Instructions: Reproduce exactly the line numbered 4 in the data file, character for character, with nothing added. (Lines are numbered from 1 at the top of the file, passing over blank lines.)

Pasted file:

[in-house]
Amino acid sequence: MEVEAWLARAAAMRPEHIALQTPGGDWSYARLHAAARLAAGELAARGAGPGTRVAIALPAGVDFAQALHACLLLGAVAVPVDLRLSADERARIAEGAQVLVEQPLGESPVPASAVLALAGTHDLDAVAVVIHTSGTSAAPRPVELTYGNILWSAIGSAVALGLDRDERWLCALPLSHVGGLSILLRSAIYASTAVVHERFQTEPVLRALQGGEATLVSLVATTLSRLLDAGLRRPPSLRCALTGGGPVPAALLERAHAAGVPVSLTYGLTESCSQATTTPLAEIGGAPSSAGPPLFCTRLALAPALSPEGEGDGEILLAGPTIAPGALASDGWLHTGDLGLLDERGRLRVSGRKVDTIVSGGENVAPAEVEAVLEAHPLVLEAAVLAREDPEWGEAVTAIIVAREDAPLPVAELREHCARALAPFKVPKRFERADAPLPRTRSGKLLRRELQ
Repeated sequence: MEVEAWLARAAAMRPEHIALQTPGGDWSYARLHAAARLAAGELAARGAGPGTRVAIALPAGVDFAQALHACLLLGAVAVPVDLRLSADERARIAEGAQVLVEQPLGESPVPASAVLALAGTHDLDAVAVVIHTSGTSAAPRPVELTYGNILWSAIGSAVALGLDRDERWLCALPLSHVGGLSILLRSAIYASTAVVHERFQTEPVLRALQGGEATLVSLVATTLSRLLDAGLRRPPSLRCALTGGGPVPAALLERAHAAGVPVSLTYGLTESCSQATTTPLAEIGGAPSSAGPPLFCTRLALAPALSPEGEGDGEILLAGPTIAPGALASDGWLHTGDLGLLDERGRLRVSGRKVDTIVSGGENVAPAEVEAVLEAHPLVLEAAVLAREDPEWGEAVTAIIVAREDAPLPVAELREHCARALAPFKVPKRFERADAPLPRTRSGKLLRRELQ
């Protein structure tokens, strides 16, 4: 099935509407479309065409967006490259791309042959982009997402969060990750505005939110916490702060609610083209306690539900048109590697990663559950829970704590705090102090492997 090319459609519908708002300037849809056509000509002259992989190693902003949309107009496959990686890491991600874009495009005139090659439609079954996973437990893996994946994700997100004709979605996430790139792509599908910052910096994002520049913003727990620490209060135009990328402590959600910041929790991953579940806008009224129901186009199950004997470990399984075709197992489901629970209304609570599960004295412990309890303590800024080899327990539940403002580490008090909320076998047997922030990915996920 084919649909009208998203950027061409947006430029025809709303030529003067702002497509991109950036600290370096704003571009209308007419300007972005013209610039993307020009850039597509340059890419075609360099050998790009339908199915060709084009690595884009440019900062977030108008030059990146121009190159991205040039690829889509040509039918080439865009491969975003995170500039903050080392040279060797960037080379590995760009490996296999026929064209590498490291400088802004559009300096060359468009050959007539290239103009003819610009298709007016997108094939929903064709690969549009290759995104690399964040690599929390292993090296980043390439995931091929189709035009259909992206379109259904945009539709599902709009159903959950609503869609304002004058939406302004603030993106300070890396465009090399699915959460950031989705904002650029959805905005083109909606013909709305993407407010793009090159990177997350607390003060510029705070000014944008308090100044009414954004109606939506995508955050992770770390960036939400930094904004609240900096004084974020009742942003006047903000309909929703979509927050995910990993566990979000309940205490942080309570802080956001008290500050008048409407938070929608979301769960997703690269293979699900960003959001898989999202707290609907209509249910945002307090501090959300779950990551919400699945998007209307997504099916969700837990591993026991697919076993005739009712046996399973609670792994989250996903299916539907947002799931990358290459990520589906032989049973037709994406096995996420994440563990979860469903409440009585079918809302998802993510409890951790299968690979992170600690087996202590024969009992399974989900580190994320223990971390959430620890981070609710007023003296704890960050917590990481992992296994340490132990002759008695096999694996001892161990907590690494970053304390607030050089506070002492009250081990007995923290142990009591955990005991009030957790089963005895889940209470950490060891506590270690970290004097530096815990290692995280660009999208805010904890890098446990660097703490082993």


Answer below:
């Protein structure tokens, strides 16, 4: 099935509407479309065409967006490259791309042959982009997402969060990750505005939110916490702060609610083209306690539900048109590697990663559950829970704590705090102090492997 090319459609519908708002300037849809056509000509002259992989190693902003949309107009496959990686890491991600874009495009005139090659439609079954996973437990893996994946994700997100004709979605996430790139792509599908910052910096994002520049913003727990620490209060135009990328402590959600910041929790991953579940806008009224129901186009199950004997470990399984075709197992489901629970209304609570599960004295412990309890303590800024080899327990539940403002580490008090909320076998047997922030990915996920 084919649909009208998203950027061409947006430029025809709303030529003067702002497509991109950036600290370096704003571009209308007419300007972005013209610039993307020009850039597509340059890419075609360099050998790009339908199915060709084009690595884009440019900062977030108008030059990146121009190159991205040039690829889509040509039918080439865009491969975003995170500039903050080392040279060797960037080379590995760009490996296999026929064209590498490291400088802004559009300096060359468009050959007539290239103009003819610009298709007016997108094939929903064709690969549009290759995104690399964040690599929390292993090296980043390439995931091929189709035009259909992206379109259904945009539709599902709009159903959950609503869609304002004058939406302004603030993106300070890396465009090399699915959460950031989705904002650029959805905005083109909606013909709305993407407010793009090159990177997350607390003060510029705070000014944008308090100044009414954004109606939506995508955050992770770390960036939400930094904004609240900096004084974020009742942003006047903000309909929703979509927050995910990993566990979000309940205490942080309570802080956001008290500050008048409407938070929608979301769960997703690269293979699900960003959001898989999202707290609907209509249910945002307090501090959300779950990551919400699945998007209307997504099916969700837990591993026991697919076993005739009712046996399973609670792994989250996903299916539907947002799931990358290459990520589906032989049973037709994406096995996420994440563990979860469903409440009585079918809302998802993510409890951790299968690979992170600690087996202590024969009992399974989900580190994320223990971390959430620890981070609710007023003296704890960050917590990481992992296994340490132990002759008695096999694996001892161990907590690494970053304390607030050089506070002492009250081990007995923290142990009591955990005991009030957790089963005895889940209470950490060891506590270690970290004097530096815990290692995280660009999208805010904890890098446990660097703490082993």